Metro Weekly

Chelsea Manning ends hunger strike after being promised transition surgery

But Manning still faces disciplinary action over a past suicide attempt and will not be able to grow out her hair

An image of Manning sent in a April 24, 2010, email coming out to her supervisor (Photo: Chelsea Manning, via U.S. Army file).
An image of Manning sent in a April 24, 2010, email coming out to her supervisor (Photo: Chelsea Manning, via U.S. Army file).

Transgender soldier and inmate at the U.S. Disciplinary Barracks Chelsea Manning announced late Tuesday night that she had ended a five-day hunger strike after receiving assurances from the U.S. Army that she will be able to receive the recommended treatment for gender dysphoria. That treatment will involve gender confirmation surgery, which was recommended by her psychologist in April.

Since first being taken into custody in 2010, Manning says she has been subjected to long stretches in solitary confinement during her court martial and has been denied medical treatment for gender dysphoria. After suing to receive that treatment, the Army allowed her to receive hormone therapy. But it denied her the ability to get confirmation surgery or to grow her hair longer than the prescribed length for male prisoners at the all-male Disciplinary Barracks. Those denials led Manning to launch the hunger strike, even though she noted there was a possibility she could become incapacitated or die as a result.

“I am unendingly relieved that the military is finally doing the right thing,” Manning said in a statement. “I applaud them for that. This is all that I wanted — for them to let me be me. But it is hard not to wonder why it has taken so long. Also, why were such drastic measures needed? The surgery was recommended in April 2016. The recommendations for my hair length were back in 2014. In any case, I hope this sets a precedent for the thousands of trans people behind me hoping they will be given the treatment they need.”

Manning’s lawyer with the American Civil Liberties Union, Chase Strangio, released his own statement celebrating the decision to permit his client to receive gender confirmation surgery.

“This is a monumental day for Chelsea, who can now enjoy some peace knowing that critically needed medical care is forthcoming,” Strangio said. “This medical care is absolutely vital for Chelsea as it is for so many transgender people — in and out of prison — who are systemically denied treatment solely because they are transgender. Thankfully the government has recognized its constitutional obligation to provide Chelsea with the medical care that she needs and we hope that they will act without delay to ensure that her suffering does not needlessly continue.”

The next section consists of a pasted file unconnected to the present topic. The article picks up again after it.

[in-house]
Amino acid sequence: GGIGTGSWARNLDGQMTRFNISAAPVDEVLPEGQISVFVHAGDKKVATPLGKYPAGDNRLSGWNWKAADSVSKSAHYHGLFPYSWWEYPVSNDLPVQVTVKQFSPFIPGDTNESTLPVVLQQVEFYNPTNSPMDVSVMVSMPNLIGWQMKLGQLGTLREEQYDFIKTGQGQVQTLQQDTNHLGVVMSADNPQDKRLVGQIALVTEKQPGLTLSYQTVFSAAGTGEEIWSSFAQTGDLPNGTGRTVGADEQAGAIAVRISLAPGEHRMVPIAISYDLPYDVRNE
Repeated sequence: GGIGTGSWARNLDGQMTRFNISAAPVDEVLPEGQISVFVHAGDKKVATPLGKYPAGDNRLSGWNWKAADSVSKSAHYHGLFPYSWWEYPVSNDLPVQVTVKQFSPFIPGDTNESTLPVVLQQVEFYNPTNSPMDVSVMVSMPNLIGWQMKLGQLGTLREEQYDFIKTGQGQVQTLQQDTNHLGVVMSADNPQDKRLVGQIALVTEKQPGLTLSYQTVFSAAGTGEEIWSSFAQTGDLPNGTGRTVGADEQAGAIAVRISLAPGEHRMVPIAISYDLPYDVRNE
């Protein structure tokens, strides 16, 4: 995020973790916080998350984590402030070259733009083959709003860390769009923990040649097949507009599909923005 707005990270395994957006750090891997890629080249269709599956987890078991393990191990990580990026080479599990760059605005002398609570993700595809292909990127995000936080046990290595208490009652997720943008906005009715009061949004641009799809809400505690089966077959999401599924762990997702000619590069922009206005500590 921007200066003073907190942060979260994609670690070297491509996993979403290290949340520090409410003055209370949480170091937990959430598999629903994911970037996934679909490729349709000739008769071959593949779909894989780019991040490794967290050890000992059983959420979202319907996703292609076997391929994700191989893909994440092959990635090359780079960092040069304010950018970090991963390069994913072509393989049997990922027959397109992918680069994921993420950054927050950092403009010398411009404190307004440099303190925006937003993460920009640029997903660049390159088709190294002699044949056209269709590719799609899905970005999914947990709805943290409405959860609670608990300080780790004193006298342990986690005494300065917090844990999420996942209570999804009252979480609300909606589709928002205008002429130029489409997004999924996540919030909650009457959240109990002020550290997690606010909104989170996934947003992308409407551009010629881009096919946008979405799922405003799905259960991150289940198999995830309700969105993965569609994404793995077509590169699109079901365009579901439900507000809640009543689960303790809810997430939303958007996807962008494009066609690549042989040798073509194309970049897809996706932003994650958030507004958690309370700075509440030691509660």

But Strangio also noted that the government has not acquiesced on the issue of hair length. For many transgender people, part of their treatment for gender dysphoria involves accepting their identity by altering their physical appearance or adopting grooming standards to better reflect their gender identity. He also criticized the government for subjecting Manning to a disciplinary board hearing stemming from a suicide attempt in July, which Strangio argues was caused by the previous denial of treatment.

“Given the recognition of Chelsea’s health care needs, we hope that she is immediately permitted to grow her hair consistent with the standard for female military prisoners and that all charges related to her suicide attempt and the investigation that followed are dropped,” he said.

Manning is currently serving a 35-year prison sentence at the Disciplinary Barracks in Fort Leavenworth, Kansas, for releasing more than 700,000 government files containing sensitive information to the online government watchdog site Wikileaks. Manning’s leak of classified document is still considered one of the largest such leaks in American history. She has tried to appeal her conviction, arguing that she was acting as a “whistleblower” in bringing the information to the public’s attention. 

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